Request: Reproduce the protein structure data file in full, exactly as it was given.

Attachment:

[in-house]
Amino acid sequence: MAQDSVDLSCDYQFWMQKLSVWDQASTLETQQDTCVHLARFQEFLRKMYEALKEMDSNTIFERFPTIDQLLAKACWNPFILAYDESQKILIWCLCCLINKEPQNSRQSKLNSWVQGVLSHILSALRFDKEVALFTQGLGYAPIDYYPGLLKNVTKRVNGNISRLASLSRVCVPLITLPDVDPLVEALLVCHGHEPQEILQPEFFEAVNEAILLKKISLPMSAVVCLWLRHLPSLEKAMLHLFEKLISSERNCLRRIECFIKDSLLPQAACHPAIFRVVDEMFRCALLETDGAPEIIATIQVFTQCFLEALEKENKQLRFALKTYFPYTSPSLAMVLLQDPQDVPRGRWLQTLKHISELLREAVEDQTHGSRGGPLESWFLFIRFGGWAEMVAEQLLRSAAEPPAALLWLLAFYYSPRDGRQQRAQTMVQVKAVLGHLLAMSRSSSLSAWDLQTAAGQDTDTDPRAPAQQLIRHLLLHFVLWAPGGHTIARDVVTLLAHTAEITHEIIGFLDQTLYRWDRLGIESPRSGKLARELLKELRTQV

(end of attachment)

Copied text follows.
[in-house]
Amino acid sequence: MAQDSVDLSCDYQFWMQKLSVWDQASTLETQQDTCVHLARFQEFLRKMYEALKEMDSNTIFERFPTIDQLLAKACWNPFILAYDESQKILIWCLCCLINKEPQNSRQSKLNSWVQGVLSHILSALRFDKEVALFTQGLGYAPIDYYPGLLKNVTKRVNGNISRLASLSRVCVPLITLPDVDPLVEALLVCHGHEPQEILQPEFFEAVNEAILLKKISLPMSAVVCLWLRHLPSLEKAMLHLFEKLISSERNCLRRIECFIKDSLLPQAACHPAIFRVVDEMFRCALLETDGAPEIIATIQVFTQCFLEALEKENKQLRFALKTYFPYTSPSLAMVLLQDPQDVPRGRWLQTLKHISELLREAVEDQTHGSRGGPLESWFLFIRFGGWAEMVAEQLLRSAAEPPAALLWLLAFYYSPRDGRQQRAQTMVQVKAVLGHLLAMSRSSSLSAWDLQTAAGQDTDTDPRAPAQQLIRHLLLHFVLWAPGGHTIARDVVTLLAHTAEITHEIIGFLDQTLYRWDRLGIESPRSGKLARELLKELRTQV